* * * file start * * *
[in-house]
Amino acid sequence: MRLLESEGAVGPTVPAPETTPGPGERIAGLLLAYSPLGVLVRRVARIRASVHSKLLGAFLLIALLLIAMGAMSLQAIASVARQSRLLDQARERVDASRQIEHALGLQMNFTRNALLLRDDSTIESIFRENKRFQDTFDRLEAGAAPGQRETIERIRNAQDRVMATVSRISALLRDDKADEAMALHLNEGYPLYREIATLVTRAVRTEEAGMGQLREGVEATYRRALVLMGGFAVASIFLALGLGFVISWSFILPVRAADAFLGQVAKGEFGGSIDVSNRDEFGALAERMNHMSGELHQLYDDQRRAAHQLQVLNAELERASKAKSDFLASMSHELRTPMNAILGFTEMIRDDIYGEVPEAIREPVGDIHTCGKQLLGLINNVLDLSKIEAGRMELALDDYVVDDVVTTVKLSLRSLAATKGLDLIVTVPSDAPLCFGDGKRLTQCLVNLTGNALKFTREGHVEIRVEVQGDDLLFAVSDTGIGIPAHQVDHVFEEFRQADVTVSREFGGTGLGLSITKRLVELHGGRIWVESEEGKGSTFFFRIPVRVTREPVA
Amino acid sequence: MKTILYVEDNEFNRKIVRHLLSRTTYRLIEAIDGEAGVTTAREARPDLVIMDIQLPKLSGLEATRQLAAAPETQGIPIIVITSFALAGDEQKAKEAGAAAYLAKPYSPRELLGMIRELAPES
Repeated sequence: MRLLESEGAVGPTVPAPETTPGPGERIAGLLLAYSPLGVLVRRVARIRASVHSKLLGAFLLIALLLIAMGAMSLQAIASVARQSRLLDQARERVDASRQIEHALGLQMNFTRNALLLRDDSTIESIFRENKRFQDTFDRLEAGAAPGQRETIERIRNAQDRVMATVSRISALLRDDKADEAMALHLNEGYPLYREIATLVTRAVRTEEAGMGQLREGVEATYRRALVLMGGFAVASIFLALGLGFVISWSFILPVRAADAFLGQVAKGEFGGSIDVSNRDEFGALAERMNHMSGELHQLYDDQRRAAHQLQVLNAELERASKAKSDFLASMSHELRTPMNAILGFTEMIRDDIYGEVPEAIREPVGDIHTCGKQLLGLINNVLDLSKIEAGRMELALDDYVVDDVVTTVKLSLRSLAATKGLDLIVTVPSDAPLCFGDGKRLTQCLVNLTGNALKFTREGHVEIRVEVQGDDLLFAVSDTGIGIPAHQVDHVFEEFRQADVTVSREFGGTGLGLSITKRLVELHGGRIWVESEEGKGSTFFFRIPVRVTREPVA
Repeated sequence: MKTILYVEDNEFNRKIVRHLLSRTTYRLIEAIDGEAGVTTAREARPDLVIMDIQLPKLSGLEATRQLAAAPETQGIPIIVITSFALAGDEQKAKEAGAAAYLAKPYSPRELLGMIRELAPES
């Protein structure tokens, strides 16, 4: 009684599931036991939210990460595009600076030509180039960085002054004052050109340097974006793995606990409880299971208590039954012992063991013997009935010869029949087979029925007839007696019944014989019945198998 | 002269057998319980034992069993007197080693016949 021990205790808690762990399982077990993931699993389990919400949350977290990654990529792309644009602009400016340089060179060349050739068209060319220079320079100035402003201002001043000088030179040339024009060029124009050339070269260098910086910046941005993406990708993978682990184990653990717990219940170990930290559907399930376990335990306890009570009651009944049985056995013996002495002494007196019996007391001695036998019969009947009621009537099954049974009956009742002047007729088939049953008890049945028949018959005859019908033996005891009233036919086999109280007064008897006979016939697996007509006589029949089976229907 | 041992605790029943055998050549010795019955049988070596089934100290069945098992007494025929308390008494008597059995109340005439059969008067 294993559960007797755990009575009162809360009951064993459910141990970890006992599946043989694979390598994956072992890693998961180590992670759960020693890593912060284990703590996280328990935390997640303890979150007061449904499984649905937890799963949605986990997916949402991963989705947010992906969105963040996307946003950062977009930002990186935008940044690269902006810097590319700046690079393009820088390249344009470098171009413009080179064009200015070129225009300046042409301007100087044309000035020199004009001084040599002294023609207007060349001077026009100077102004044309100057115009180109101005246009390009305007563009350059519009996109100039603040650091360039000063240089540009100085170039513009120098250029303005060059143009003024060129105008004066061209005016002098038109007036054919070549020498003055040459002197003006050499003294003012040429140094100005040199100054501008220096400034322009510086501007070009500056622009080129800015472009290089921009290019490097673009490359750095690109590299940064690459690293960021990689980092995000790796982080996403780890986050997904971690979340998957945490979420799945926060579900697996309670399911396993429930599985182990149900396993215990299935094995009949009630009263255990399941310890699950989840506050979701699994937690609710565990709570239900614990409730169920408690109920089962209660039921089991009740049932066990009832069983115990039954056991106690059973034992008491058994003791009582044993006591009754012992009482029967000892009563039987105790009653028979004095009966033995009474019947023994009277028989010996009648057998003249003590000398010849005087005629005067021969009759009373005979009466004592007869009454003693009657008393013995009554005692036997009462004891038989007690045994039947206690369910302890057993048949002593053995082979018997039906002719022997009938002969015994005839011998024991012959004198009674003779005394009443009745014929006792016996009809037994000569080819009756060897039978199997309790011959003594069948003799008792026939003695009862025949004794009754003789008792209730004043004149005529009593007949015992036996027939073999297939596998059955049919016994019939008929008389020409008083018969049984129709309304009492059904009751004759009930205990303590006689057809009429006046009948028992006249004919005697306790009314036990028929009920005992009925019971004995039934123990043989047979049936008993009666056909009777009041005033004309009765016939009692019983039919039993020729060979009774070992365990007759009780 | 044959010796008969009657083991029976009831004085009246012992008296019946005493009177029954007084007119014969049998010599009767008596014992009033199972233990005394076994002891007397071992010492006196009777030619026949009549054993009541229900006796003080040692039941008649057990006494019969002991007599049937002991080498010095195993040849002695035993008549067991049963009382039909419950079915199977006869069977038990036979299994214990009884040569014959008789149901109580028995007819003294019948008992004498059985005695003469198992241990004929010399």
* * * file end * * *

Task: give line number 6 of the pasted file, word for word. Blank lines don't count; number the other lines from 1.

């Protein structure tokens, strides 16, 4: 009684599931036991939210990460595009600076030509180039960085002054004052050109340097974006793995606990409880299971208590039954012992063991013997009935010869029949087979029925007839007696019944014989019945198998 | 002269057998319980034992069993007197080693016949 021990205790808690762990399982077990993931699993389990919400949350977290990654990529792309644009602009400016340089060179060349050739068209060319220079320079100035402003201002001043000088030179040339024009060029124009050339070269260098910086910046941005993406990708993978682990184990653990717990219940170990930290559907399930376990335990306890009570009651009944049985056995013996002495002494007196019996007391001695036998019969009947009621009537099954049974009956009742002047007729088939049953008890049945028949018959005859019908033996005891009233036919086999109280007064008897006979016939697996007509006589029949089976229907 | 041992605790029943055998050549010795019955049988070596089934100290069945098992007494025929308390008494008597059995109340005439059969008067 294993559960007797755990009575009162809360009951064993459910141990970890006992599946043989694979390598994956072992890693998961180590992670759960020693890593912060284990703590996280328990935390997640303890979150007061449904499984649905937890799963949605986990997916949402991963989705947010992906969105963040996307946003950062977009930002990186935008940044690269902006810097590319700046690079393009820088390249344009470098171009413009080179064009200015070129225009300046042409301007100087044309000035020199004009001084040599002294023609207007060349001077026009100077102004044309100057115009180109101005246009390009305007563009350059519009996109100039603040650091360039000063240089540009100085170039513009120098250029303005060059143009003024060129105008004066061209005016002098038109007036054919070549020498003055040459002197003006050499003294003012040429140094100005040199100054501008220096400034322009510086501007070009500056622009080129800015472009290089921009290019490097673009490359750095690109590299940064690459690293960021990689980092995000790796982080996403780890986050997904971690979340998957945490979420799945926060579900697996309670399911396993429930599985182990149900396993215990299935094995009949009630009263255990399941310890699950989840506050979701699994937690609710565990709570239900614990409730169920408690109920089962209660039921089991009740049932066990009832069983115990039954056991106690059973034992008491058994003791009582044993006591009754012992009482029967000892009563039987105790009653028979004095009966033995009474019947023994009277028989010996009648057998003249003590000398010849005087005629005067021969009759009373005979009466004592007869009454003693009657008393013995009554005692036997009462004891038989007690045994039947206690369910302890057993048949002593053995082979018997039906002719022997009938002969015994005839011998024991012959004198009674003779005394009443009745014929006792016996009809037994000569080819009756060897039978199997309790011959003594069948003799008792026939003695009862025949004794009754003789008792209730004043004149005529009593007949015992036996027939073999297939596998059955049919016994019939008929008389020409008083018969049984129709309304009492059904009751004759009930205990303590006689057809009429006046009948028992006249004919005697306790009314036990028929009920005992009925019971004995039934123990043989047979049936008993009666056909009777009041005033004309009765016939009692019983039919039993020729060979009774070992365990007759009780 | 044959010796008969009657083991029976009831004085009246012992008296019946005493009177029954007084007119014969049998010599009767008596014992009033199972233990005394076994002891007397071992010492006196009777030619026949009549054993009541229900006796003080040692039941008649057990006494019969002991007599049937002991080498010095195993040849002695035993008549067991049963009382039909419950079915199977006869069977038990036979299994214990009884040569014959008789149901109580028995007819003294019948008992004498059985005695003469198992241990004929010399």